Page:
The psychological study of concepts has two main goals: explaining how people's knowledge of categories such as tables or cats enables them to classify or recognize members of those categories, and explaining how knowledge of word meanings (e.g., the meaning of table and cat) enables people to make inferences and to compute the meanings of phrases and sentences. We review current theories and data relevant to these two functions of concepts, including recent insights from cognitive neuropsychology. Both kinds of theories have evolved in ways that suggest that people make use of mental representations at several levels of complexity, from sparse, atomic concepts to complex, knowledge-intensive ones. We examine the implications of this variety for issues including psychological essentialism and domain specificity.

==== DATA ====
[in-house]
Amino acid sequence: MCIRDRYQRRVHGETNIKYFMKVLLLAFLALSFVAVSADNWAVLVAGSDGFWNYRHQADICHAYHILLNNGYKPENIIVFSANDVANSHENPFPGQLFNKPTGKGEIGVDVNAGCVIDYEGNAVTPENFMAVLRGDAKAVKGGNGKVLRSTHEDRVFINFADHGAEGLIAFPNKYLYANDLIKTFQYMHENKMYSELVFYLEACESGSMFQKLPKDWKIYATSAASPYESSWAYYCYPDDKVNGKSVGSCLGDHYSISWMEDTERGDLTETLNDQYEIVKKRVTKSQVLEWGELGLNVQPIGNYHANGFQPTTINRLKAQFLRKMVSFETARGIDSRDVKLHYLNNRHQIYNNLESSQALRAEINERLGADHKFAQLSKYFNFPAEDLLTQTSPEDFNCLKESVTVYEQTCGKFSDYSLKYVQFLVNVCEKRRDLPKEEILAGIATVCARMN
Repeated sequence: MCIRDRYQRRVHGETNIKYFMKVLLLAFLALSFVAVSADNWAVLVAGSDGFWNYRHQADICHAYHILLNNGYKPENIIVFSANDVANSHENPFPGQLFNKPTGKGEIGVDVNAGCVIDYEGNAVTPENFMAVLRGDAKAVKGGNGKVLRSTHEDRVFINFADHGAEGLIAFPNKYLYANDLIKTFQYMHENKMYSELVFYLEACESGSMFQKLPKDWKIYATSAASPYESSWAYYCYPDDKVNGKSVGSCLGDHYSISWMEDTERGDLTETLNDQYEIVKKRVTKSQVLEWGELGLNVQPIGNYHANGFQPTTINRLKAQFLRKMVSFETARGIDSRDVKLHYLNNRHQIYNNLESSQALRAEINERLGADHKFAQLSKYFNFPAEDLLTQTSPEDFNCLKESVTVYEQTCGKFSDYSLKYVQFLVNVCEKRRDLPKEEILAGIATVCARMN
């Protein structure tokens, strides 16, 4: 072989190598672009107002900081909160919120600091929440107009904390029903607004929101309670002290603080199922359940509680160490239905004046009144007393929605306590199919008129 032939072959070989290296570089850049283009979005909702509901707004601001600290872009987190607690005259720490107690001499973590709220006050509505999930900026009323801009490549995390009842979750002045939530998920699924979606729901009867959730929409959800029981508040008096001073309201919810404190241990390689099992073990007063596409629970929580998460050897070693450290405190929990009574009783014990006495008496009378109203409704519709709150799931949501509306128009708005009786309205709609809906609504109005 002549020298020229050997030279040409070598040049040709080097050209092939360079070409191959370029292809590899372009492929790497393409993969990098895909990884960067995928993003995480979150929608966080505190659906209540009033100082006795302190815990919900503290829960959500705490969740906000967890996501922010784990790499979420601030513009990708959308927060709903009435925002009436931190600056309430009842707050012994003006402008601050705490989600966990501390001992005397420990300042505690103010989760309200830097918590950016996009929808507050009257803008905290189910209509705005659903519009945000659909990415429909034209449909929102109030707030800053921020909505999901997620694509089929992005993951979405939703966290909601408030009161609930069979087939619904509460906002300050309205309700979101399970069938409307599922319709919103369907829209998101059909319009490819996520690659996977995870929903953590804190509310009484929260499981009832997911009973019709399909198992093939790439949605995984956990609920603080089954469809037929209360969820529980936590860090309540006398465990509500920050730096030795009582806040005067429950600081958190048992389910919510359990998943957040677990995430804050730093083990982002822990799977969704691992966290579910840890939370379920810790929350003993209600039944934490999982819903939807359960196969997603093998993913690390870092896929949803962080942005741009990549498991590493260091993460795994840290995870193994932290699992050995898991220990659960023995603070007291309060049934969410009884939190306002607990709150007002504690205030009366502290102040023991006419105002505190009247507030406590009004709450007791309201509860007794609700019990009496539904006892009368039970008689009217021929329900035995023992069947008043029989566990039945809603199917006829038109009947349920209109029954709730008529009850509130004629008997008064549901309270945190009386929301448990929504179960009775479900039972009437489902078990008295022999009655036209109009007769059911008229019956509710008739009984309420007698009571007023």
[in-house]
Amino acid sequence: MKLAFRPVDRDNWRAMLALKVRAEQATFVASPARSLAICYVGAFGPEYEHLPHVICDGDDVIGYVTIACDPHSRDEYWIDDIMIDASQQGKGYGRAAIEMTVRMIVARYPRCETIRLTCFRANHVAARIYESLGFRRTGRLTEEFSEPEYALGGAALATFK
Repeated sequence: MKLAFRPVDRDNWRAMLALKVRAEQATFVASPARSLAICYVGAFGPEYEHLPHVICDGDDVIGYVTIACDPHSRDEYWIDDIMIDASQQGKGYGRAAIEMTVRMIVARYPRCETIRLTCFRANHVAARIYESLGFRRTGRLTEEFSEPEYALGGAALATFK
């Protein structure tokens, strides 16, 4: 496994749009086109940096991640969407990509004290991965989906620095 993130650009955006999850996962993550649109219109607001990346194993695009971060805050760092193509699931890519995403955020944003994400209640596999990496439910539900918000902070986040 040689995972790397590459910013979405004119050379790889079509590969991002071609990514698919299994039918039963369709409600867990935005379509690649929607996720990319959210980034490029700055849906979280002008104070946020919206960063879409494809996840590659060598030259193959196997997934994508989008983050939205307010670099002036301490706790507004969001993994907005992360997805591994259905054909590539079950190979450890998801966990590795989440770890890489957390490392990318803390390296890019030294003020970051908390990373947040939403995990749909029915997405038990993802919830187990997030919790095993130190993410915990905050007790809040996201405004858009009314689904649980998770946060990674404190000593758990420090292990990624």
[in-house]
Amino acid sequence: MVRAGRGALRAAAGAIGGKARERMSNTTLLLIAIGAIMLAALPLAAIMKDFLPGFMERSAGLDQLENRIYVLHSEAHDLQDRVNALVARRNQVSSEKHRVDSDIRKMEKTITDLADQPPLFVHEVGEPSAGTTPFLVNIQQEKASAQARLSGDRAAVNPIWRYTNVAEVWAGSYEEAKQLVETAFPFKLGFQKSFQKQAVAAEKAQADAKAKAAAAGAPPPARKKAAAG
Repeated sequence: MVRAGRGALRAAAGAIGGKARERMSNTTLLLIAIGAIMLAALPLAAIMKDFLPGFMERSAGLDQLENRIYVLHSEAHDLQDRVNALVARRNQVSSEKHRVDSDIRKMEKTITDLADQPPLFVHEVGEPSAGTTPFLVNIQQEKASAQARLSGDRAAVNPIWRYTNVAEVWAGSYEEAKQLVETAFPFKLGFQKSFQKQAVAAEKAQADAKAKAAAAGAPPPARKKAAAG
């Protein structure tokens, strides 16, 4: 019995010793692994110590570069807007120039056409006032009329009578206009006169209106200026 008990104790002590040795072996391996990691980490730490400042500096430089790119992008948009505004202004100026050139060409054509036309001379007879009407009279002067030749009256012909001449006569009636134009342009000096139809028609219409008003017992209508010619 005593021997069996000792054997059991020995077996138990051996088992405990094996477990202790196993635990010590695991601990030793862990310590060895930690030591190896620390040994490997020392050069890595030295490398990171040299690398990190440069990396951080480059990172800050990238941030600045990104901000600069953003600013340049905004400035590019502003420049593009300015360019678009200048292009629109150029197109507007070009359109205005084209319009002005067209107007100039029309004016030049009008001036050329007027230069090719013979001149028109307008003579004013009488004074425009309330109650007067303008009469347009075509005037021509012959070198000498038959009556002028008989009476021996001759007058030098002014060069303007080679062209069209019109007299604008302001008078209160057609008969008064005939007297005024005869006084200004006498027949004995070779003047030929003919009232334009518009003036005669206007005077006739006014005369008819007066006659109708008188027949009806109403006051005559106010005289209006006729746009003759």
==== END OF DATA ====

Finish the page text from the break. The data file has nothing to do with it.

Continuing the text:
|Original language||English (US)|
|Title of host publication||The Oxford Handbook of Thinking and Reasoning|
|Publisher||Oxford University Press|
|State||Published - Nov 21 2012|
- Folk biology
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